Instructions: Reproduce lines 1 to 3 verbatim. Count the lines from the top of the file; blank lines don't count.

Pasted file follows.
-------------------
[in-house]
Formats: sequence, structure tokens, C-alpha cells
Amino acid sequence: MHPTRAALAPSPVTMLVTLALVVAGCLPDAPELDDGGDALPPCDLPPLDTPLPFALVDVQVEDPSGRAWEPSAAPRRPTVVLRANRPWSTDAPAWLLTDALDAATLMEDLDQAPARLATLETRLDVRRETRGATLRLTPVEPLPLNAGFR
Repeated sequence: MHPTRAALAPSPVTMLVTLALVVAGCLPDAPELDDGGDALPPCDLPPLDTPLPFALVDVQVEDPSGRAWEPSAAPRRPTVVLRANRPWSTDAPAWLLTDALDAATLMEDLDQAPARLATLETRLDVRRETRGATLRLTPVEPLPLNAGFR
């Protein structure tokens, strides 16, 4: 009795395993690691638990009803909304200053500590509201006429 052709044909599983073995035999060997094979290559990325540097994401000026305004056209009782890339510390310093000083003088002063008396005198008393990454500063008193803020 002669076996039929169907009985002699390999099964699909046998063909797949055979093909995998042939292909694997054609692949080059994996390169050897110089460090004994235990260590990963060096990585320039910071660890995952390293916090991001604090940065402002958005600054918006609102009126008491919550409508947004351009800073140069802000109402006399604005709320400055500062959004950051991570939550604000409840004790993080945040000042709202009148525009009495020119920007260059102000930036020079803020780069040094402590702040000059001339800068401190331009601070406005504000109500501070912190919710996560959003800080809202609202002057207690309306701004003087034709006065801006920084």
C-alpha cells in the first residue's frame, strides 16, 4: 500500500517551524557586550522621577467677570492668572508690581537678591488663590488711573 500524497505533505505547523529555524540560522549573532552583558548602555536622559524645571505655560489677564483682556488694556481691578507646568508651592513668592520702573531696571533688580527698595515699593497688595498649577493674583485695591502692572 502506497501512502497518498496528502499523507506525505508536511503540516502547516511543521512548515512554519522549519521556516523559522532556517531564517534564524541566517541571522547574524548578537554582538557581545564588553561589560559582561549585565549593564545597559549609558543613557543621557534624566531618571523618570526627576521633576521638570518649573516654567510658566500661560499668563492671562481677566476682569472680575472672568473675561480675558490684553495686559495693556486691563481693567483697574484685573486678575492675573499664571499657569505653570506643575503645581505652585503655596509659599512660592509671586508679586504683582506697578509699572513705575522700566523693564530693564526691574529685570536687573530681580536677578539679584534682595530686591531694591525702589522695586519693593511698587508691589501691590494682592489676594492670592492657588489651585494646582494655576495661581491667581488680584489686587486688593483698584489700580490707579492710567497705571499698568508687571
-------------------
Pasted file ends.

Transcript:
[in-house]
Formats: sequence, structure tokens, C-alpha cells
Amino acid sequence: MHPTRAALAPSPVTMLVTLALVVAGCLPDAPELDDGGDALPPCDLPPLDTPLPFALVDVQVEDPSGRAWEPSAAPRRPTVVLRANRPWSTDAPAWLLTDALDAATLMEDLDQAPARLATLETRLDVRRETRGATLRLTPVEPLPLNAGFR